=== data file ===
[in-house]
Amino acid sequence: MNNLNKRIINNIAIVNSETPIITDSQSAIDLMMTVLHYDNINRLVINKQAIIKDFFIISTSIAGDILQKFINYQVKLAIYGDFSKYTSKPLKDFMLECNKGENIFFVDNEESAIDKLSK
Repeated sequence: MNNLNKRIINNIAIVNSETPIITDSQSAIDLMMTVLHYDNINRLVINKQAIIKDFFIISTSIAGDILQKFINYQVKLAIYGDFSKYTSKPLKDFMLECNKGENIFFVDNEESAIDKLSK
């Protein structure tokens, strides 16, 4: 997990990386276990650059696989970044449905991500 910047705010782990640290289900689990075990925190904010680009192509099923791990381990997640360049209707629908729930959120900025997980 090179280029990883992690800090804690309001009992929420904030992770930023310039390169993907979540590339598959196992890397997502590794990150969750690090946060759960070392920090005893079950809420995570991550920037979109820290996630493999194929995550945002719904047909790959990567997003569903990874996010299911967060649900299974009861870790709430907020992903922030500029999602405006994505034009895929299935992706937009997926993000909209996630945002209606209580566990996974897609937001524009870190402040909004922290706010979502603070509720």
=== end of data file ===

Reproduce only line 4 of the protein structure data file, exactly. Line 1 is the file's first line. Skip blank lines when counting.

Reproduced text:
């Protein structure tokens, strides 16, 4: 997990990386276990650059696989970044449905991500 910047705010782990640290289900689990075990925190904010680009192509099923791990381990997640360049209707629908729930959120900025997980 090179280029990883992690800090804690309001009992929420904030992770930023310039390169993907979540590339598959196992890397997502590794990150969750690090946060759960070392920090005893079950809420995570991550920037979109820290996630493999194929995550945002719904047909790959990567997003569903990874996010299911967060649900299974009861870790709430907020992903922030500029999602405006994505034009895929299935992706937009997926993000909209996630945002209606209580566990996974897609937001524009870190402040909004922290706010979502603070509720």